If I edit an executable script, say foo.sh, then upon saving emacs makes the backup file foo.sh~. That's all well and good, but if the original file has the executable bit set, then so does the backup. This is a little annoying; is there a way to prevent this?

Or, at the very least, is there a way to save the executables in a different directory than the real one? That way I could put them somewhere not on PATH. Thanks!

$ emacs --version
GNU Emacs 25.3.1

1 Answer 1


The variable backup-directory-alist tells emacs where to save the backups. Adding the following to your init file will set its value only if the executable bit is set.

(defun make-executable-backup-file-name (file)
  (if (file-executable-p file)
      (let ((backup-directory-alist '(("." . "~/.emacs.d/executable-backup"))))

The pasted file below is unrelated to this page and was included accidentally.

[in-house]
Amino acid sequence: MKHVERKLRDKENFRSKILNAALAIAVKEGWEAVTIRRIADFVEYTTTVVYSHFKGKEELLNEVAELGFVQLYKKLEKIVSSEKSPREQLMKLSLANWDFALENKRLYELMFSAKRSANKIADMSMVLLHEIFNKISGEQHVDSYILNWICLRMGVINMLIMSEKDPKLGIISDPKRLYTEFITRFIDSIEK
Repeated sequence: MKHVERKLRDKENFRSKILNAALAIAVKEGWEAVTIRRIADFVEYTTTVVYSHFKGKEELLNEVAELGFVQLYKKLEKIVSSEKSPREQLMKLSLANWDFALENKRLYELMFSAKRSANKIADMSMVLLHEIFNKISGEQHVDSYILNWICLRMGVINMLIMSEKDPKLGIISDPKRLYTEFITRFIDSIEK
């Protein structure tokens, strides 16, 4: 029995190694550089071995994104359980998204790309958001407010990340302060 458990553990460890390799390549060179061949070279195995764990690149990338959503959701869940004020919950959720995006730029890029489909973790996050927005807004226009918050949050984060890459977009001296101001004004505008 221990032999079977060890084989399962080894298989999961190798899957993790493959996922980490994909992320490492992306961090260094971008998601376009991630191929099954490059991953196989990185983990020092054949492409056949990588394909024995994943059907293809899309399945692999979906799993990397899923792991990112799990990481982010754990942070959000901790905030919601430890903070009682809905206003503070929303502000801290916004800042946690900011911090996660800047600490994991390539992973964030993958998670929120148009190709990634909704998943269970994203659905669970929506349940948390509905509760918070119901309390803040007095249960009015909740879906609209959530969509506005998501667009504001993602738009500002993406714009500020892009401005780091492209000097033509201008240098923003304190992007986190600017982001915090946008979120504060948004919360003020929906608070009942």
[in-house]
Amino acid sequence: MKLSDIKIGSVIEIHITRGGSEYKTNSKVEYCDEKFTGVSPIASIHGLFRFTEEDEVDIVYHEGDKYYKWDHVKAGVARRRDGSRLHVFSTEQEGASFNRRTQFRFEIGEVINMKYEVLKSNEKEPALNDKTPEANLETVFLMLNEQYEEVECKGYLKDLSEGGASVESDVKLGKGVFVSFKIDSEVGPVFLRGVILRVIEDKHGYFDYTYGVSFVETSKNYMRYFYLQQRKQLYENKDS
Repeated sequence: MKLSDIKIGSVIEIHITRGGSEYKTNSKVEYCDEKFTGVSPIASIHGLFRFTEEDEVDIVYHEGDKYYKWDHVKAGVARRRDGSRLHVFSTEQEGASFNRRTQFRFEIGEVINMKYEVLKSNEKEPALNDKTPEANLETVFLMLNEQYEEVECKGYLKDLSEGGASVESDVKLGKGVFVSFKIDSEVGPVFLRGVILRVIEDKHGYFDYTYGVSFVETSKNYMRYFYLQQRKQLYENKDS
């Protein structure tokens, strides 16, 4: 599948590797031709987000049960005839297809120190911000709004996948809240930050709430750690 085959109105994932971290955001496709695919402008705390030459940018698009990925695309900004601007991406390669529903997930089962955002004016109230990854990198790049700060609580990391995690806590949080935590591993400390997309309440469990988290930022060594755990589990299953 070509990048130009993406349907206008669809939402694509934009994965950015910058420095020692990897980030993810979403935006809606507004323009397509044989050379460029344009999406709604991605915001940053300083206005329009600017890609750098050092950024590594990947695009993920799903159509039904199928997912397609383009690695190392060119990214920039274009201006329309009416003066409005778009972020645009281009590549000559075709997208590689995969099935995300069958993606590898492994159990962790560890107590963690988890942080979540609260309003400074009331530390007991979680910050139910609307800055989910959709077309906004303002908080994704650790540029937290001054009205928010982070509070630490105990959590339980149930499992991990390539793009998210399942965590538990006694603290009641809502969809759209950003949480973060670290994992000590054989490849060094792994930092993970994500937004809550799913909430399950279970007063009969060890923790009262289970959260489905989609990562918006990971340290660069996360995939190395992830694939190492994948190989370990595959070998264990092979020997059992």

(make-backup-file-name--default-function file))
    (make-backup-file-name--default-function file)))

(setq make-backup-file-name-function #'make-executable-backup-file-name)

Writing a proper docstring and a better name for the function is left as an exercise for the reader

  • Thanks. Can I set it up so that backups are only saved in a different place only when the file's executable bit is set? (In general I like having the backup be in the same directory; it's just when the file is executable that gets annoying.) Commented Jun 22, 2018 at 1:03
  • See my updated answer, with an implementation of your request
    – matteol
    Commented Jun 22, 2018 at 6:46
  • Thanks! In lieu of a way to prevent the bit from being set on backups, this is what I need. Commented Jun 24, 2018 at 16:43

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